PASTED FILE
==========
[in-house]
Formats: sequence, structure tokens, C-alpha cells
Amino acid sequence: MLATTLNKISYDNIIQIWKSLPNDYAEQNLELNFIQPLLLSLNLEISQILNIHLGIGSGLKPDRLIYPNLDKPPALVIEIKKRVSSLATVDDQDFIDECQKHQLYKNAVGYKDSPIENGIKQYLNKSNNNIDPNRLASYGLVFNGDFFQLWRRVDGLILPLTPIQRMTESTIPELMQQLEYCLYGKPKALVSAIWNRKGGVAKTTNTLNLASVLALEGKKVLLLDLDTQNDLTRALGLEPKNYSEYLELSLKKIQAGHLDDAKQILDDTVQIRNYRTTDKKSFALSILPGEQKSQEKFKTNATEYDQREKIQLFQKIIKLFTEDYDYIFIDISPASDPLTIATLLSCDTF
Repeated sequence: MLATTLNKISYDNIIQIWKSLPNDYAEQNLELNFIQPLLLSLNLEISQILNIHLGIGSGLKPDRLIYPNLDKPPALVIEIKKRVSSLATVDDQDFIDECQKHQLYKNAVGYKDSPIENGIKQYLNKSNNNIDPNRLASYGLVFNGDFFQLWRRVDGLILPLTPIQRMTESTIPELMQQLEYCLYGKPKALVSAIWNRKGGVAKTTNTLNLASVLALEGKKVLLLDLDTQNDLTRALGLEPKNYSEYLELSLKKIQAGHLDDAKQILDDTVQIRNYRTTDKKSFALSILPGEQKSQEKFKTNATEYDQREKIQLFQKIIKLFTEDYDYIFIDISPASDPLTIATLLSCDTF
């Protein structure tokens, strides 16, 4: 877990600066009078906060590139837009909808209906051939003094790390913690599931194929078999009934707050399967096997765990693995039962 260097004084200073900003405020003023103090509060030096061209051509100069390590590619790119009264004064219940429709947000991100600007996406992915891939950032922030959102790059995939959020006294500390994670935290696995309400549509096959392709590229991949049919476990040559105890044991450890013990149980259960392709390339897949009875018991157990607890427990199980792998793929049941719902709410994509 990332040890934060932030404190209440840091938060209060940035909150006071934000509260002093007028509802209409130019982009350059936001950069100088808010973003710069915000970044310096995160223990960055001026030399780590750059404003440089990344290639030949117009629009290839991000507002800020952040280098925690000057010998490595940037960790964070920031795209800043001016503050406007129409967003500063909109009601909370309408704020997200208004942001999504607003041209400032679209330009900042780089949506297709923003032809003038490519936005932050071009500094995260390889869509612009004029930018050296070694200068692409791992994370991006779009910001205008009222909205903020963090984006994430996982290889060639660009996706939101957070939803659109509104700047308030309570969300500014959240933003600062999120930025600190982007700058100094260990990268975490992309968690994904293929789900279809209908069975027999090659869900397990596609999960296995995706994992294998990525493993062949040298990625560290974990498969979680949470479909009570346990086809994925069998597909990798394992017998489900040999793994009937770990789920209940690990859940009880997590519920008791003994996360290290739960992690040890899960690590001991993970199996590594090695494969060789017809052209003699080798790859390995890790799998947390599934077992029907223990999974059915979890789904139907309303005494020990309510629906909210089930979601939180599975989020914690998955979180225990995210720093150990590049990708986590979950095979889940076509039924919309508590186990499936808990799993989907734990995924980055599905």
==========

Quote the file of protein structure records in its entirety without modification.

[in-house]
Formats: sequence, structure tokens, C-alpha cells
Amino acid sequence: MLATTLNKISYDNIIQIWKSLPNDYAEQNLELNFIQPLLLSLNLEISQILNIHLGIGSGLKPDRLIYPNLDKPPALVIEIKKRVSSLATVDDQDFIDECQKHQLYKNAVGYKDSPIENGIKQYLNKSNNNIDPNRLASYGLVFNGDFFQLWRRVDGLILPLTPIQRMTESTIPELMQQLEYCLYGKPKALVSAIWNRKGGVAKTTNTLNLASVLALEGKKVLLLDLDTQNDLTRALGLEPKNYSEYLELSLKKIQAGHLDDAKQILDDTVQIRNYRTTDKKSFALSILPGEQKSQEKFKTNATEYDQREKIQLFQKIIKLFTEDYDYIFIDISPASDPLTIATLLSCDTF
Repeated sequence: MLATTLNKISYDNIIQIWKSLPNDYAEQNLELNFIQPLLLSLNLEISQILNIHLGIGSGLKPDRLIYPNLDKPPALVIEIKKRVSSLATVDDQDFIDECQKHQLYKNAVGYKDSPIENGIKQYLNKSNNNIDPNRLASYGLVFNGDFFQLWRRVDGLILPLTPIQRMTESTIPELMQQLEYCLYGKPKALVSAIWNRKGGVAKTTNTLNLASVLALEGKKVLLLDLDTQNDLTRALGLEPKNYSEYLELSLKKIQAGHLDDAKQILDDTVQIRNYRTTDKKSFALSILPGEQKSQEKFKTNATEYDQREKIQLFQKIIKLFTEDYDYIFIDISPASDPLTIATLLSCDTF
């Protein structure tokens, strides 16, 4: 877990600066009078906060590139837009909808209906051939003094790390913690599931194929078999009934707050399967096997765990693995039962 260097004084200073900003405020003023103090509060030096061209051509100069390590590619790119009264004064219940429709947000991100600007996406992915891939950032922030959102790059995939959020006294500390994670935290696995309400549509096959392709590229991949049919476990040559105890044991450890013990149980259960392709390339897949009875018991157990607890427990199980792998793929049941719902709410994509 990332040890934060932030404190209440840091938060209060940035909150006071934000509260002093007028509802209409130019982009350059936001950069100088808010973003710069915000970044310096995160223990960055001026030399780590750059404003440089990344290639030949117009629009290839991000507002800020952040280098925690000057010998490595940037960790964070920031795209800043001016503050406007129409967003500063909109009601909370309408704020997200208004942001999504607003041209400032679209330009900042780089949506297709923003032809003038490519936005932050071009500094995260390889869509612009004029930018050296070694200068692409791992994370991006779009910001205008009222909205903020963090984006994430996982290889060639660009996706939101957070939803659109509104700047308030309570969300500014959240933003600062999120930025600190982007700058100094260990990268975490992309968690994904293929789900279809209908069975027999090659869900397990596609999960296995995706994992294998990525493993062949040298990625560290974990498969979680949470479909009570346990086809994925069998597909990798394992017998489900040999793994009937770990789920209940690990859940009880997590519920008791003994996360290290739960992690040890899960690590001991993970199996590594090695494969060789017809052209003699080798790859390995890790799998947390599934077992029907223990999974059915979890789904139907309303005494020990309510629906909210089930979601939180599975989020914690998955979180225990995210720093150990590049990708986590979950095979889940076509039924919309508590186990499936808990799993989907734990995924980055599905």